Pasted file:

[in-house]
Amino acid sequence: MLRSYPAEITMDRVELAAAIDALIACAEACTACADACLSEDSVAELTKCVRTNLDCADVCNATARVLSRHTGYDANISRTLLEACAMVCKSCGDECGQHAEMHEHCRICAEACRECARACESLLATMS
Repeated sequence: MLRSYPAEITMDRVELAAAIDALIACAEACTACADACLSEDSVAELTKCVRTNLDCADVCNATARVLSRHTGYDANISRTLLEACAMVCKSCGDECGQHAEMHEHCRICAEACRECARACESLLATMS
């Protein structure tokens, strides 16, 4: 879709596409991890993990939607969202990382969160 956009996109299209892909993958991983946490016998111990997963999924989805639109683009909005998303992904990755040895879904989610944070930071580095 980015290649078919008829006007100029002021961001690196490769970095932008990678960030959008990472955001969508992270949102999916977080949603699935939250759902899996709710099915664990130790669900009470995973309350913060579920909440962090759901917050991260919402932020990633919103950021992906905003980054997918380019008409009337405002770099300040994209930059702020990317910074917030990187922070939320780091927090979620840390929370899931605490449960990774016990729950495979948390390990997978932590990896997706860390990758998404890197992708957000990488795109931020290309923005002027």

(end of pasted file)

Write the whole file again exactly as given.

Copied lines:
[in-house]
Amino acid sequence: MLRSYPAEITMDRVELAAAIDALIACAEACTACADACLSEDSVAELTKCVRTNLDCADVCNATARVLSRHTGYDANISRTLLEACAMVCKSCGDECGQHAEMHEHCRICAEACRECARACESLLATMS
Repeated sequence: MLRSYPAEITMDRVELAAAIDALIACAEACTACADACLSEDSVAELTKCVRTNLDCADVCNATARVLSRHTGYDANISRTLLEACAMVCKSCGDECGQHAEMHEHCRICAEACRECARACESLLATMS
């Protein structure tokens, strides 16, 4: 879709596409991890993990939607969202990382969160 956009996109299209892909993958991983946490016998111990997963999924989805639109683009909005998303992904990755040895879904989610944070930071580095 980015290649078919008829006007100029002021961001690196490769970095932008990678960030959008990472955001969508992270949102999916977080949603699935939250759902899996709710099915664990130790669900009470995973309350913060579920909440962090759901917050991260919402932020990633919103950021992906905003980054997918380019008409009337405002770099300040994209930059702020990317910074917030990187922070939320780091927090979620840390929370899931605490449960990774016990729950495979948390390990997978932590990896997706860390990758998404890197992708957000990488795109931020290309923005002027």